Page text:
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Fundamental Soccer Blog


I have read, Inadvertently Failing Our Players – and Intentionally Supporting Our Players! and fully agree with the content. 

HOWEVER, the problem you are trying to tackle is not an issue in Holland.  Wherever you go in Holland, any city or village, you will see sports-grounds and soccer fields.

Through the initiative of Johan Cruyff in each part of the city or village, we also have at least one or more Cruyff courts where the kids come together to play small-sided games with their friends or just whoever is at that moment available.

So young and old, talent or no talent, they just organize themselves and play.  Sometimes small-sided games such as 4 v 4 or 5 v 5, or 6 v 6, but they can play 10 v 10 when too many kids are present.  When there are only 2 boys or 2 girls, they can decide to play 1 v 1, and when they get tired, they start a penalty shoot-out or who hits the top bar of the goal most, etc.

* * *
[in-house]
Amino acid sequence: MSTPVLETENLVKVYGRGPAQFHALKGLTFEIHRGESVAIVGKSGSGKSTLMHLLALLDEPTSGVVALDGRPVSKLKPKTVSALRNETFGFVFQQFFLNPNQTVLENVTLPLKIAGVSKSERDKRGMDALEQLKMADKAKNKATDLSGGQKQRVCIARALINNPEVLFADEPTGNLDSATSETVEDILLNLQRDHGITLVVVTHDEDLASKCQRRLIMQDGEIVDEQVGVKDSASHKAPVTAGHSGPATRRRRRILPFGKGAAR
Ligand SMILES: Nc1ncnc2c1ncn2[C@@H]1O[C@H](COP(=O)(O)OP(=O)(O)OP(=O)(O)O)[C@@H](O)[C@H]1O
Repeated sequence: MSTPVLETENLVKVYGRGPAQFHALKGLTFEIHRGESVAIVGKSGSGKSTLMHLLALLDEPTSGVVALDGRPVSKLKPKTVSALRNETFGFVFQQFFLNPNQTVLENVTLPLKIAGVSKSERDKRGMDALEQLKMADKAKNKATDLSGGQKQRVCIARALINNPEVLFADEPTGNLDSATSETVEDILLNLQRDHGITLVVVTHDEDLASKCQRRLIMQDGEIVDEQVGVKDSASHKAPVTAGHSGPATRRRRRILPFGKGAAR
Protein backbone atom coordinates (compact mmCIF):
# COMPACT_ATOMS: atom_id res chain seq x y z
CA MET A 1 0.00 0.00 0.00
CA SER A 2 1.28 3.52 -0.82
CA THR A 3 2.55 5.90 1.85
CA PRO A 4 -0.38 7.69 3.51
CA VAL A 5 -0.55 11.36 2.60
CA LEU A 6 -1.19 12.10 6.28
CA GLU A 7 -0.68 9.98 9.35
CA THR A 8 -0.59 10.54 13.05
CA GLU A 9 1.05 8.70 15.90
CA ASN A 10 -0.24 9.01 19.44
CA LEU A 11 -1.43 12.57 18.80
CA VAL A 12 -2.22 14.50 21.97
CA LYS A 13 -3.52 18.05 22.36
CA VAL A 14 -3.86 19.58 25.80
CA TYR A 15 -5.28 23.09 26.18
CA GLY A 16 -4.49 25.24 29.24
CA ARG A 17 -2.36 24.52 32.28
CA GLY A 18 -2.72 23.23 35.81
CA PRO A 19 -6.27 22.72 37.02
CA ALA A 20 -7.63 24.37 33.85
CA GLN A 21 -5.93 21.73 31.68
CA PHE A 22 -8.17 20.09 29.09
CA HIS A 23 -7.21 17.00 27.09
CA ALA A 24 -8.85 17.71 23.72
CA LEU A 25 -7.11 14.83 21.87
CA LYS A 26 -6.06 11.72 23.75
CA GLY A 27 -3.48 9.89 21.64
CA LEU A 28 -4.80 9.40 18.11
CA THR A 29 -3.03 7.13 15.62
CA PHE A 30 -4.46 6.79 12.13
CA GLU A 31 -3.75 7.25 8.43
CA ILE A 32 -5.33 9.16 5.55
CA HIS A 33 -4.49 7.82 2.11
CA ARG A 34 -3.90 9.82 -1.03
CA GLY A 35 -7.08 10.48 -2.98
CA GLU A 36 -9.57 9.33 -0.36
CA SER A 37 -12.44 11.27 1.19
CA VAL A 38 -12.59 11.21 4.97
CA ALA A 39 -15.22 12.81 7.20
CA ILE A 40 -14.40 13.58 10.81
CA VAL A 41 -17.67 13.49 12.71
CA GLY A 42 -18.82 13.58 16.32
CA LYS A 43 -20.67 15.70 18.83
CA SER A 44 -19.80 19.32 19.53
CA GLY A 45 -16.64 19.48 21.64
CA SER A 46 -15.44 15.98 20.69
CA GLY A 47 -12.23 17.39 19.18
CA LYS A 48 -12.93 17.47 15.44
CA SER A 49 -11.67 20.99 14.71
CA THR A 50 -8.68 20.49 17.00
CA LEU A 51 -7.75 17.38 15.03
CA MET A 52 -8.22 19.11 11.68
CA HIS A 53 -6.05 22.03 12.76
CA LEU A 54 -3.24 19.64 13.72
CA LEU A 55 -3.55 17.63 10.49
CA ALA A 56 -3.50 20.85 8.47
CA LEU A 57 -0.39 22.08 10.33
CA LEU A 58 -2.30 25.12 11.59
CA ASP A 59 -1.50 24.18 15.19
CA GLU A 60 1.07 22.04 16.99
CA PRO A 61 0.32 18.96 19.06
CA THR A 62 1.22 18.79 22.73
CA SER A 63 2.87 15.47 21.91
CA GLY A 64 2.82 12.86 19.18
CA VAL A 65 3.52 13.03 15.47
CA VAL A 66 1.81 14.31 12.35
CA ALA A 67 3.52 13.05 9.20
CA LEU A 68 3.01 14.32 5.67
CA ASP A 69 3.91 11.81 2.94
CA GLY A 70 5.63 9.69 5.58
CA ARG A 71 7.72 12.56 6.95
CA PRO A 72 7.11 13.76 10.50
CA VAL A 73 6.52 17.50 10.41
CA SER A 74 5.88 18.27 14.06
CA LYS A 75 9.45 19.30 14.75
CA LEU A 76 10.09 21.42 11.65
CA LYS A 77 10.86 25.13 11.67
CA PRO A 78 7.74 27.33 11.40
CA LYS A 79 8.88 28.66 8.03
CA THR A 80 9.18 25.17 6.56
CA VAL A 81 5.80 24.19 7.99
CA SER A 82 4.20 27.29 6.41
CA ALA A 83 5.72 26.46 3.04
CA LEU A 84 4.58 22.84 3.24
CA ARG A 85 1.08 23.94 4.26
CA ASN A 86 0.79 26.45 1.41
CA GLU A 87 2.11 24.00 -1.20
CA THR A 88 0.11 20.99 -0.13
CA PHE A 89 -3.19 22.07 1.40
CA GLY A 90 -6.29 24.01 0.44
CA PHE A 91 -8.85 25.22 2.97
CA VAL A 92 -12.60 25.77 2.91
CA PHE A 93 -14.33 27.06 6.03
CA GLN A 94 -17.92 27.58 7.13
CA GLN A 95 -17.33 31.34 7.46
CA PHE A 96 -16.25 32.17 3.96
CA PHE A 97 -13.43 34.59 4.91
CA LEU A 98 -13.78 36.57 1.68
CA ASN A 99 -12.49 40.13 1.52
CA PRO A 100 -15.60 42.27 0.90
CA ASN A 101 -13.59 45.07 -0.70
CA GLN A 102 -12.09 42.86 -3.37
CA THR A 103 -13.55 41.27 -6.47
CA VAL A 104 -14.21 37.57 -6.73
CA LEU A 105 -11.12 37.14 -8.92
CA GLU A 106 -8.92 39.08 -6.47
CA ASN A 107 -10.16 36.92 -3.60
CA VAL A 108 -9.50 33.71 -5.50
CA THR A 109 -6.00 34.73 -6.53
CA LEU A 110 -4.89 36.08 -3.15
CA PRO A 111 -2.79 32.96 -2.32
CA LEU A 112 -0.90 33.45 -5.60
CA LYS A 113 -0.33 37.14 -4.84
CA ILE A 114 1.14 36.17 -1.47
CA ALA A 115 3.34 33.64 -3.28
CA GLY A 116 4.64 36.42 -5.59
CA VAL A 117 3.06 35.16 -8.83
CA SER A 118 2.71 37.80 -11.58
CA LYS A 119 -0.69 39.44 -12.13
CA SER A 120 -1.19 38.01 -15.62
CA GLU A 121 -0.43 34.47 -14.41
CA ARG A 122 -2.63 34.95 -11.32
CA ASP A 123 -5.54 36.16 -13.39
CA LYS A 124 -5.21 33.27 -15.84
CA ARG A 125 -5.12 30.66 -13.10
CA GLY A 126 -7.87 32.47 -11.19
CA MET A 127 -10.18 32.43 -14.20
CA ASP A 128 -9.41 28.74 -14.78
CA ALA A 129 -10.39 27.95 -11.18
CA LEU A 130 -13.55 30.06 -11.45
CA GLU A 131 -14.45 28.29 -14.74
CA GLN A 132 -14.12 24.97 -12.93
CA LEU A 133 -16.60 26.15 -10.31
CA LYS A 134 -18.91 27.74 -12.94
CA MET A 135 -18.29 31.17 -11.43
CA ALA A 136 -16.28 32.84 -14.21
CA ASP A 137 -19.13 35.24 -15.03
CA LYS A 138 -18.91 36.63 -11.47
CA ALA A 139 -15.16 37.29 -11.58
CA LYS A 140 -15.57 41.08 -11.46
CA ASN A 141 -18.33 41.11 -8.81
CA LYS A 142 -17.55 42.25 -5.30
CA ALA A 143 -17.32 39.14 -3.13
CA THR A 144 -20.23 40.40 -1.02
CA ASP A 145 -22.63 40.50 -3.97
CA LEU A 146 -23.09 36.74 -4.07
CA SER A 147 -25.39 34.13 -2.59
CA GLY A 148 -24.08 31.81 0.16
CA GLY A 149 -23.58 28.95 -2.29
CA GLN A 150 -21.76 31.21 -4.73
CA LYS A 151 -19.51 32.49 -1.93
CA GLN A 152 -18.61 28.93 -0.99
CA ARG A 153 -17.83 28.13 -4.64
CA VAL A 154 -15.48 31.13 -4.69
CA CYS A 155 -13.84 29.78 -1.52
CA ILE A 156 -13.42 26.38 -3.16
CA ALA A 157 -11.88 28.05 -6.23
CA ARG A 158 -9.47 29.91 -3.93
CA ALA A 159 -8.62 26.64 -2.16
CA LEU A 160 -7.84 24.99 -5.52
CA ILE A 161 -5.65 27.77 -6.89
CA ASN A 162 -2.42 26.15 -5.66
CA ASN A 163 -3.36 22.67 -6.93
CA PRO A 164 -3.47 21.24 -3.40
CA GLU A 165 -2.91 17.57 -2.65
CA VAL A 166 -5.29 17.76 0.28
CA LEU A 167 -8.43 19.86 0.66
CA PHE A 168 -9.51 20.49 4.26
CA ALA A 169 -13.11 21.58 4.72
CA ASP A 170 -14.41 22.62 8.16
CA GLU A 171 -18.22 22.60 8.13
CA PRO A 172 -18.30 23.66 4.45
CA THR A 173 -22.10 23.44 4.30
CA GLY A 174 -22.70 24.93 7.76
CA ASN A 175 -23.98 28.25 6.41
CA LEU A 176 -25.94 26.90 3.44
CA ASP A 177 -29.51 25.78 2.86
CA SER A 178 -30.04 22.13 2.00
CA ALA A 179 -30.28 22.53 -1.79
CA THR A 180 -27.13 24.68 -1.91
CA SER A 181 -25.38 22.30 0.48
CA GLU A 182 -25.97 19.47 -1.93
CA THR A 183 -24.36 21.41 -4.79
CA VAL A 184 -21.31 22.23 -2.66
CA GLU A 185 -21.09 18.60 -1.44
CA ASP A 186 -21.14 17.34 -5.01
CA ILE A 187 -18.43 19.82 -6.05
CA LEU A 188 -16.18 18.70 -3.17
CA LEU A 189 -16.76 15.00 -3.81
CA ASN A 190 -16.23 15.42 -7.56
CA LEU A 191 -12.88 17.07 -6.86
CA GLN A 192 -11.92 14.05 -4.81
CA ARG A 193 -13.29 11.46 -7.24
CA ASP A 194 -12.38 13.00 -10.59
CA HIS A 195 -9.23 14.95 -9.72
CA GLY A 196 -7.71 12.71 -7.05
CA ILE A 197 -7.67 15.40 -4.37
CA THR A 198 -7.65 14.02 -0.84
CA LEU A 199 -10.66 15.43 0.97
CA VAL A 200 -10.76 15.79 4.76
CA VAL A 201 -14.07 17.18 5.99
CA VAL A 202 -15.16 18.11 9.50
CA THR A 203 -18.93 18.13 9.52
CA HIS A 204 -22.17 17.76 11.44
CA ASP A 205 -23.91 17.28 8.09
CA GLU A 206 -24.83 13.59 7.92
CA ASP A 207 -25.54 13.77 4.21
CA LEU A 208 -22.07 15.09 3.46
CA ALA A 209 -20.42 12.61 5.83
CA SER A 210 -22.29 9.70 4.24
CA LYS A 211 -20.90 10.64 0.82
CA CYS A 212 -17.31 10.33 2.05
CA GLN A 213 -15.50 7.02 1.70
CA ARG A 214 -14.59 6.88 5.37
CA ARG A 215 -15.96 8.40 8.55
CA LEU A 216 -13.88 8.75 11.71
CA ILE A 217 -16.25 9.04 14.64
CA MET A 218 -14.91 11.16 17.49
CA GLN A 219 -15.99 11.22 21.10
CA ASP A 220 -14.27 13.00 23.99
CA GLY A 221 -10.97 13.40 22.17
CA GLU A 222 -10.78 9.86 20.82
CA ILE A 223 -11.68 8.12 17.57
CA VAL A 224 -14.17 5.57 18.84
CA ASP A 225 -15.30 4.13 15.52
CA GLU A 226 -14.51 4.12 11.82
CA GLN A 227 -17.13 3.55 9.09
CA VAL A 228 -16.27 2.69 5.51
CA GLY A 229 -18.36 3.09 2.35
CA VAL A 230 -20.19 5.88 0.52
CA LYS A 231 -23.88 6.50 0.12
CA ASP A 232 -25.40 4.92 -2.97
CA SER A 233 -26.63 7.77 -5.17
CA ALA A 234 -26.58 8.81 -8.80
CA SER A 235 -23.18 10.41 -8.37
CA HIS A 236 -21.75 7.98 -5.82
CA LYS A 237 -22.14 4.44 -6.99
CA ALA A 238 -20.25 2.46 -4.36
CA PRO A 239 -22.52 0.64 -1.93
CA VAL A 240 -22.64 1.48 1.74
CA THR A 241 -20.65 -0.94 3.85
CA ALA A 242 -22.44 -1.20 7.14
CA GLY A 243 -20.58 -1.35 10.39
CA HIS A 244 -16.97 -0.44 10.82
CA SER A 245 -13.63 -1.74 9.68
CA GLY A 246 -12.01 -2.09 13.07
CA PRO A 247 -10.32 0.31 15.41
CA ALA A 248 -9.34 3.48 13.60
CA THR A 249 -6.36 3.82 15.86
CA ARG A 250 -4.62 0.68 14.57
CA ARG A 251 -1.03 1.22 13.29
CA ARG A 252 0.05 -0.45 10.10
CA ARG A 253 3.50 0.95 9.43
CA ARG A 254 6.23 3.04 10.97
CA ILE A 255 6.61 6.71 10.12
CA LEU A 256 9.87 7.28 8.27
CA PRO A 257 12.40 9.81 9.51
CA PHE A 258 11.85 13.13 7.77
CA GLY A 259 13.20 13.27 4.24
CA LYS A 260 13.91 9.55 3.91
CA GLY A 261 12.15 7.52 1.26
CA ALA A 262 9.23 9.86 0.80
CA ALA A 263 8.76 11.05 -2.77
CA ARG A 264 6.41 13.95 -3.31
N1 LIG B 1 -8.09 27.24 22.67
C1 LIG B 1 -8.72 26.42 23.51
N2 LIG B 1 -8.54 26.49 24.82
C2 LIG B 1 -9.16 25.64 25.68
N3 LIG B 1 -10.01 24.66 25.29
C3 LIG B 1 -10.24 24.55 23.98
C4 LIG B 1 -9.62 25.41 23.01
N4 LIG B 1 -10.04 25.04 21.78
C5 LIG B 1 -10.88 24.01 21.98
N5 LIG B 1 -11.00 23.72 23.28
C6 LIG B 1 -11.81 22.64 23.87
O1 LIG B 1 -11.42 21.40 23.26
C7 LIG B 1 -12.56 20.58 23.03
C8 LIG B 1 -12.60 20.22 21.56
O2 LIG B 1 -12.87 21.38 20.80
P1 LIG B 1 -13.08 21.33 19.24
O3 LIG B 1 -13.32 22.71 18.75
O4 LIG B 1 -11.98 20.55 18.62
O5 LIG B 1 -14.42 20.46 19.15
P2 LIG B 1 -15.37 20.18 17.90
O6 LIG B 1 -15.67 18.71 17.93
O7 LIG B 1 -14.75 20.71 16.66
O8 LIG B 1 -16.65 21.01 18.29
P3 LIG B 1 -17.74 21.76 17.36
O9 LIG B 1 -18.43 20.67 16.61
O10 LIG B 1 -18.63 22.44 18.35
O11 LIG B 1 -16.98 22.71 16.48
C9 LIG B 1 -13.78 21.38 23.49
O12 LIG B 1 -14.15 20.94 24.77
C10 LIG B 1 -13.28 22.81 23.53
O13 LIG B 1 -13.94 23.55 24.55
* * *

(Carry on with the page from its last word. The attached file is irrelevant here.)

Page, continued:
So here they learn how to organize themselves: who brings the ball, who plays with who, are girls allowed to participate with boys, do we play with or without off-sides, do we play with or without free-kicks, throw-ins, etc.

After school, they go to club sessions where the coach will guide them to a higher standard related to their age and development level.  But they always consider not to dictate but activate their imagination, creativity, and teamwork.

So you are right; a swimmer never learns how to swim without water!

Each session’s principle should be objective: how to score and defend > in between, there is a ‘transition.’

During warm-up, any fun game is welcome (Sharks & Minnows, King of the Dribblers, Simon Says’ and countless more.)

But ……………………………soccer is played with 2 goals!

Robert Baan

Has had the honor of working with some of the top clubs in the world (Feyenoord, PSV Eindhoven, Roda JC, Al-Jazzera, ADO Den Haag, FC Twenty, etc.) And as a Technical Director, he gained respect in the Netherlands, the United Arab Emirates, Australia, and India. He worked for Dutch clubs such as ADO and FC Den Haag, FC VVV, Roda JC, FC Twente, PSV, Cambuur, Excelsior and Sparta. And was technical director of Feyenoord for six seasons, where he was partly responsible for winning the UEFA Cup in 2002. He was also assistant coach of the Dutch national team, structured the football organizations in Australia and India, and was active with Al-Jazira in the United Arab Emirates. Through his friendship with Alan Maher, Coach Baan has been a silent contributor to FUNdamental SOCCER since the 1980's.